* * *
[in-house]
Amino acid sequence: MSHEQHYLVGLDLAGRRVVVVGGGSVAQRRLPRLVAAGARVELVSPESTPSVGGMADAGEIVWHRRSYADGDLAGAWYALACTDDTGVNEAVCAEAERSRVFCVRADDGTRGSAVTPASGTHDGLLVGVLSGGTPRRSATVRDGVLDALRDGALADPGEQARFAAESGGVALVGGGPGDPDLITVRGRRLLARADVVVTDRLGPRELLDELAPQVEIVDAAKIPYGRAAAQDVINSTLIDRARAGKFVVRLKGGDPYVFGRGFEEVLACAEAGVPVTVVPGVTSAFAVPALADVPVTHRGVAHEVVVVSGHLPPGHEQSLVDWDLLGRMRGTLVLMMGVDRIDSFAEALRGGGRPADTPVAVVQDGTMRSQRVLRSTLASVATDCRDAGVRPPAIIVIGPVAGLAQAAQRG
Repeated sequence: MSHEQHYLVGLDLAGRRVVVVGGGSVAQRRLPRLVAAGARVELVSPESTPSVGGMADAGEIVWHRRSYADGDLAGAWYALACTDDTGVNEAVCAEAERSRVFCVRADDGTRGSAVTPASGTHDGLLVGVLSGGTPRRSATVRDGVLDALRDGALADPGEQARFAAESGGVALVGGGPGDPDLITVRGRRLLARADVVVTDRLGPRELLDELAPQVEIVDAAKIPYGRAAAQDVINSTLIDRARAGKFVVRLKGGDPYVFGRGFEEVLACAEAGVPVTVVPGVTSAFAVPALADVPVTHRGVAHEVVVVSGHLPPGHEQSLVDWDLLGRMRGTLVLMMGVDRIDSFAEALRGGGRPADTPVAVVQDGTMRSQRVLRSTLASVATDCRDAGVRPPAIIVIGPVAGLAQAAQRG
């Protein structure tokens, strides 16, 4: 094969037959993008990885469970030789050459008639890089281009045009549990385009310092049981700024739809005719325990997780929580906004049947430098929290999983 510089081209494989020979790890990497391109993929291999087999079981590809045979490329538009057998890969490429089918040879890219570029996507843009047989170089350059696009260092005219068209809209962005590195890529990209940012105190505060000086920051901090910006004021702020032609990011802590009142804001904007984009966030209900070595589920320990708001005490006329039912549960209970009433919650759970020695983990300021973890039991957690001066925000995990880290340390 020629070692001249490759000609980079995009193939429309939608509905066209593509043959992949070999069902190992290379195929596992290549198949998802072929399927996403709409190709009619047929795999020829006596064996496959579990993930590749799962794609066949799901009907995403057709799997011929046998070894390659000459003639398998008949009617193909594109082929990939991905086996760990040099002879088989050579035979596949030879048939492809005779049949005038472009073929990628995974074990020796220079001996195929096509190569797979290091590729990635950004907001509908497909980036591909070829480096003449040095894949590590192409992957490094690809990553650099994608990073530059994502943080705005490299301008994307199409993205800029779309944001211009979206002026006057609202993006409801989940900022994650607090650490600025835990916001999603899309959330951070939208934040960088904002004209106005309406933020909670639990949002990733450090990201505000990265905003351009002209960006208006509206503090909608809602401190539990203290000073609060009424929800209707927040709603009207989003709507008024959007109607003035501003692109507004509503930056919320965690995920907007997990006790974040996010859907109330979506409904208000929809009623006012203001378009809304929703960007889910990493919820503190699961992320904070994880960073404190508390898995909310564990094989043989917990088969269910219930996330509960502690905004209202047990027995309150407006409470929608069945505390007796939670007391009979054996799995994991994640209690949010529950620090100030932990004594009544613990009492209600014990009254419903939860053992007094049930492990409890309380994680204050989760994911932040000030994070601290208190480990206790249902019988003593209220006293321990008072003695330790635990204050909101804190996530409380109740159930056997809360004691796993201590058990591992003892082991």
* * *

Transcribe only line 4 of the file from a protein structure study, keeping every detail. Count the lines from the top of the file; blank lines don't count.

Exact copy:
């Protein structure tokens, strides 16, 4: 094969037959993008990885469970030789050459008639890089281009045009549990385009310092049981700024739809005719325990997780929580906004049947430098929290999983 510089081209494989020979790890990497391109993929291999087999079981590809045979490329538009057998890969490429089918040879890219570029996507843009047989170089350059696009260092005219068209809209962005590195890529990209940012105190505060000086920051901090910006004021702020032609990011802590009142804001904007984009966030209900070595589920320990708001005490006329039912549960209970009433919650759970020695983990300021973890039991957690001066925000995990880290340390 020629070692001249490759000609980079995009193939429309939608509905066209593509043959992949070999069902190992290379195929596992290549198949998802072929399927996403709409190709009619047929795999020829006596064996496959579990993930590749799962794609066949799901009907995403057709799997011929046998070894390659000459003639398998008949009617193909594109082929990939991905086996760990040099002879088989050579035979596949030879048939492809005779049949005038472009073929990628995974074990020796220079001996195929096509190569797979290091590729990635950004907001509908497909980036591909070829480096003449040095894949590590192409992957490094690809990553650099994608990073530059994502943080705005490299301008994307199409993205800029779309944001211009979206002026006057609202993006409801989940900022994650607090650490600025835990916001999603899309959330951070939208934040960088904002004209106005309406933020909670639990949002990733450090990201505000990265905003351009002209960006208006509206503090909608809602401190539990203290000073609060009424929800209707927040709603009207989003709507008024959007109607003035501003692109507004509503930056919320965690995920907007997990006790974040996010859907109330979506409904208000929809009623006012203001378009809304929703960007889910990493919820503190699961992320904070994880960073404190508390898995909310564990094989043989917990088969269910219930996330509960502690905004209202047990027995309150407006409470929608069945505390007796939670007391009979054996799995994991994640209690949010529950620090100030932990004594009544613990009492209600014990009254419903939860053992007094049930492990409890309380994680204050989760994911932040000030994070601290208190480990206790249902019988003593209220006293321990008072003695330790635990204050909101804190996530409380109740159930056997809360004691796993201590058990591992003892082991």